One day a number of concerned mothers met with the minister to express their frustration and anger over the unseemly conduct of a particular boy in Sunday School. They did not want their children exposed to this child and feared what he represented. For it seemed that this boy was modeling “bad behavior” – verbal outbursts that sometimes involved profanity, a lack of sensitivity to other children’s personal space (occasionally biting them when irritated or provoked) and an unpredictably violent imagination when playing with toys. No Sunday school is equipped to handle problems of this magnitude. So upon expressing their indignation, the mothers requested that the minister call the child’s parents and ask that he not return to Sunday school. Obviously, there were family issues that needed serious and immediate attention.
The “problem child” was ours. My wife received the call early one morning. The minister was deeply apologetic and pastoral in his approach. But the damage had been done. What were we to do? Where could we go? Over the years, we had been through behavioral programs, family counseling, and psychiatric care. At this point, we were just beginning to come to terms with our son’s recent diagnosis: Tourette’s syndrome. Later, he would also be diagnosed with Asperger’s syndrome, bipolar disorder, and obsessive-compulsive disorder. But at this point he was about seven years old, and we knew only of the Tourette’s. We stopped attending this church. In fact, we stopped attending church altogether. — Thomas E. Reynolds, Vulnerable Community: A Theology of Disability and Hospitality (Brazos Press, 2008)
Engineering does not often apply directly to faith, but one method that has transformed the way I view community is a commitment to statistical honesty. In reading papers and critiques of clinical trials, one thing that comes up repeatedly is the question, “Is the community they engaged in this trial one that is diverse? Does it represent society in general? Can it translate into meaningful implications for the people I treat? Or were these participants selected in a biased way to favor a certain outcome? Is there a skew that limits how we may interpret and understand the world?”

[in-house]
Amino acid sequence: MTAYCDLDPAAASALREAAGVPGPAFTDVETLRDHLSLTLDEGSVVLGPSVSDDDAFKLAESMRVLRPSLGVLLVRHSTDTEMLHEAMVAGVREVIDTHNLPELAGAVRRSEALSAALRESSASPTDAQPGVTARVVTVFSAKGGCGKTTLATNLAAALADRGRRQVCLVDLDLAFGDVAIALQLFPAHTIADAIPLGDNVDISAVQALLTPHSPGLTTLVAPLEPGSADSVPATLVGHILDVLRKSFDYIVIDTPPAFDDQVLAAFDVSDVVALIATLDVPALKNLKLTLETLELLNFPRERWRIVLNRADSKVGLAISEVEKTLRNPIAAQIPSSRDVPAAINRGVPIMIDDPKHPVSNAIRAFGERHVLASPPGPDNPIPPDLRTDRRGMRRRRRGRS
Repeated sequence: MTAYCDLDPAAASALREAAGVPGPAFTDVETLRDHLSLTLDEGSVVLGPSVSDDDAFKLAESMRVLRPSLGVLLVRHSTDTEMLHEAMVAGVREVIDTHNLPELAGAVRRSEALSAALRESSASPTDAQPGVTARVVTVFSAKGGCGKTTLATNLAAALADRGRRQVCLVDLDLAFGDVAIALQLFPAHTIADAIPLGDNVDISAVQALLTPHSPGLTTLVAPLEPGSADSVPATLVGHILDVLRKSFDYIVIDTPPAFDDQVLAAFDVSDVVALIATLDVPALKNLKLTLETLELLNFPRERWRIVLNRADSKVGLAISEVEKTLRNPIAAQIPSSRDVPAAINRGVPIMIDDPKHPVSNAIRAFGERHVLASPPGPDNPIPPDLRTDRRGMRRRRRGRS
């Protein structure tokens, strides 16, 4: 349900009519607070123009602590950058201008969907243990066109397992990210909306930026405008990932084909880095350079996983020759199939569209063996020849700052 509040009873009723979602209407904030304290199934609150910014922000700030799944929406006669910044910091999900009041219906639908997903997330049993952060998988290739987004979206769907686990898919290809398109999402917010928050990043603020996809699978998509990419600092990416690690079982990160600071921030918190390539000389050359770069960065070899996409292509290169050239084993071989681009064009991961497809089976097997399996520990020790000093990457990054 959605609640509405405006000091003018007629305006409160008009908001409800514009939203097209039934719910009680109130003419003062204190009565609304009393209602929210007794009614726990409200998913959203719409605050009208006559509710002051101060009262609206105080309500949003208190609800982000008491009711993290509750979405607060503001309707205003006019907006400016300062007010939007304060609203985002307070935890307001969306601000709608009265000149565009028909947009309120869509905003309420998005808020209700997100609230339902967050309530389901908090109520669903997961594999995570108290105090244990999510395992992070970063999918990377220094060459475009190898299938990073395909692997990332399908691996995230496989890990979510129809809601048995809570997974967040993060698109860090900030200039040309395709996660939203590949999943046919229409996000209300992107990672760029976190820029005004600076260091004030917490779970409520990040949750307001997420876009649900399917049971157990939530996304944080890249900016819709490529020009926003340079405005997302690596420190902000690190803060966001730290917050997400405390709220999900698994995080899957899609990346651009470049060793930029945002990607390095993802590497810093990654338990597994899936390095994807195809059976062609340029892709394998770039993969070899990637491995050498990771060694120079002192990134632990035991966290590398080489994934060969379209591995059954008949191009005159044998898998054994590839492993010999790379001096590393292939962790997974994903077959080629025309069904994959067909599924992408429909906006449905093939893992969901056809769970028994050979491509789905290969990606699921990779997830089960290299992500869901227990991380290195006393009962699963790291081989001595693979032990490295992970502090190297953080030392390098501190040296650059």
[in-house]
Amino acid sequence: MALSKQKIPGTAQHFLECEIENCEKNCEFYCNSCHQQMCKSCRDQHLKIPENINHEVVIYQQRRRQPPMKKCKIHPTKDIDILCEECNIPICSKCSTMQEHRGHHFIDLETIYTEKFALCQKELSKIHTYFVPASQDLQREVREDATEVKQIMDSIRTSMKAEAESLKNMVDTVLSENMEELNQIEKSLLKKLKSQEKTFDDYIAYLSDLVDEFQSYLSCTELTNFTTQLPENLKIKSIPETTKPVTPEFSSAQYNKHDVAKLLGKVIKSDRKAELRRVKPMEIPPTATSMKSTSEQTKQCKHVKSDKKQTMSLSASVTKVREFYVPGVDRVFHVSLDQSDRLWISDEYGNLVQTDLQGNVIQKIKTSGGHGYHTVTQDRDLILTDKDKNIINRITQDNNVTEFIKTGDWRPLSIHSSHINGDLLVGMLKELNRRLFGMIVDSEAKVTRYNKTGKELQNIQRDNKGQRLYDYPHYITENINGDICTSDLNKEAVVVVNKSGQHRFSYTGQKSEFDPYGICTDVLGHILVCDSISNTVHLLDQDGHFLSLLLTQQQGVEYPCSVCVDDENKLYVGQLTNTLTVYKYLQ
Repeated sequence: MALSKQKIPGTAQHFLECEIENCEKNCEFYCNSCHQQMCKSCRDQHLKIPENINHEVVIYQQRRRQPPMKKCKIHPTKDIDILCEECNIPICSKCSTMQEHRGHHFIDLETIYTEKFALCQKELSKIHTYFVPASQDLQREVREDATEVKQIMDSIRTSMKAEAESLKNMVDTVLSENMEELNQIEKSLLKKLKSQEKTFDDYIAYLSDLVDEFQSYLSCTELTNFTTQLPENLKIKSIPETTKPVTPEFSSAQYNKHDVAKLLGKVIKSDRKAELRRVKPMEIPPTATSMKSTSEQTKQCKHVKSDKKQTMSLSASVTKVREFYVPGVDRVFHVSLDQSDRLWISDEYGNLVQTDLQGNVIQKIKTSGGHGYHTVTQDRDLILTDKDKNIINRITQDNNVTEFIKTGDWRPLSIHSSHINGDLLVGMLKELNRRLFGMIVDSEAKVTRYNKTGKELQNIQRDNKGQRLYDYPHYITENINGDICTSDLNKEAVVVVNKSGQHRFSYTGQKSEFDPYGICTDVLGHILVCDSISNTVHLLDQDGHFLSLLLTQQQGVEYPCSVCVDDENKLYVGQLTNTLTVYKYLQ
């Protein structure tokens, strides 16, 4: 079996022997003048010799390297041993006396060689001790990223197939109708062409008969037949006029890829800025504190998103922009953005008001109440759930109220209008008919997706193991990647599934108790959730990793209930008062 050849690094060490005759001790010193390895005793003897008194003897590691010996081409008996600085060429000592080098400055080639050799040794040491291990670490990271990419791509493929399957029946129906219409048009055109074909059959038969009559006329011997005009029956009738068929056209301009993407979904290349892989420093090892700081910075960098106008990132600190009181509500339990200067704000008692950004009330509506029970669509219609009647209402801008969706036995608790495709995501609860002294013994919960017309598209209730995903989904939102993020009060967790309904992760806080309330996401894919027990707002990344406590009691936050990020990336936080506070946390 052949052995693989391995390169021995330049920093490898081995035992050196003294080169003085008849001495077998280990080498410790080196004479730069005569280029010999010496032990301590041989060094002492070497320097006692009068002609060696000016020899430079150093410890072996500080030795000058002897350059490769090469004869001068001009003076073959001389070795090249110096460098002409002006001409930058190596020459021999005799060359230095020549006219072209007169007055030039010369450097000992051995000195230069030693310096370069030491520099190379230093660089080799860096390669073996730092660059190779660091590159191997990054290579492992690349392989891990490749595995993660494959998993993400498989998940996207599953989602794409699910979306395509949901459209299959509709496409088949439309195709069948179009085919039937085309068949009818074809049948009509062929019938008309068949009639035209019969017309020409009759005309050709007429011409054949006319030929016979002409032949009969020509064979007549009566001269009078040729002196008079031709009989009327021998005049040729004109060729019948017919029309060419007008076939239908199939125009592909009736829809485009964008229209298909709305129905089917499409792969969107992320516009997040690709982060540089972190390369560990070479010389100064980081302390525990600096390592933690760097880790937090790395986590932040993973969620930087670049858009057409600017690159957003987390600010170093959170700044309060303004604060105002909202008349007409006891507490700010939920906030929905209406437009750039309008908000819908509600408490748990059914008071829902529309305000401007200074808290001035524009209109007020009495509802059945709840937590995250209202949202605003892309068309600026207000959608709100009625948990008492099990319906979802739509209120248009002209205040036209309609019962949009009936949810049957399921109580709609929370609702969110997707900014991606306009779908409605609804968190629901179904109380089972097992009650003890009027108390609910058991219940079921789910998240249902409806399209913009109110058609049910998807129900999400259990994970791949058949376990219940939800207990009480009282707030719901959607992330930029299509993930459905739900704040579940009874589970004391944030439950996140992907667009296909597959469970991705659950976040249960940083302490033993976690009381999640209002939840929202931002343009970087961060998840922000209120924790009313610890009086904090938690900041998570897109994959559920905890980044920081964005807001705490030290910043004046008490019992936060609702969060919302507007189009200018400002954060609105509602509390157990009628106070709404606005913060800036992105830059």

One day it struck me to think about my own community with a similar critique. If I took a random sample of my friends from work, my neighborhood, and my church, would it look like it was truly random? Would there be an overrepresentation of certain types of people or a paucity in others? Would that statistical bias be a reflection of intentionality or a revelation in exclusivity?
I did a brief mental estimation and was not happy with the results. It is my natural human tendency to surround myself with others who think like me, talk like me, and act like me. What I have been grateful for in the work of medicine is being forced into contact with those who are very different from me, those whom, I am ashamed to say, I would not ordinarily choose as neighbors, associates, or friends. Through this means of grace, in the past year alone I have encountered former drug dealers and drug addicts, millionaires and mansion owners, wheelchair riders and deaf academics, judges and janitors, Holocaust survivors and pedophiles, saints and sinners. Though my coworkers (and myself) have often varied in expressions of compassion, we were obligated by both law and ethic to work with them in seeking their greatest benefit.
And so I found myself wondering, “Who is my neighbor? And have I shaped the courses of my encounters, friendships, and associations to suit their needs or my own?” I found that I did not like the answer: that my friends were mainly from certain ethnic groups, certain socioeconomic demographics, certain intellectual capacities and predispositions, certain persuasions of personality and even certain sects of faith. I had groomed and self-selected myself into becoming a statistical outlier in ways incompatible with the gospel, and it grieved me to think of those I had hurt in my exclusivity.
In this season of Lent, it is both sobering and encouraging to consider Christ’s disabled state, the divinity of he whose statistical cross-section of acquaintances included fishermen and Pharisees, tax collectors and political zealots, Samaritans and the blind, lepers and the governor’s wife, Centurions and servants:
Who, being in very nature God,
did not consider equality with God something to be grasped,
but made himself nothing,
taking the very nature of a servant,
being made in human likeness.
And being found in appearance as a man,
he humbled himself
and became obedient to death—
even death on a cross!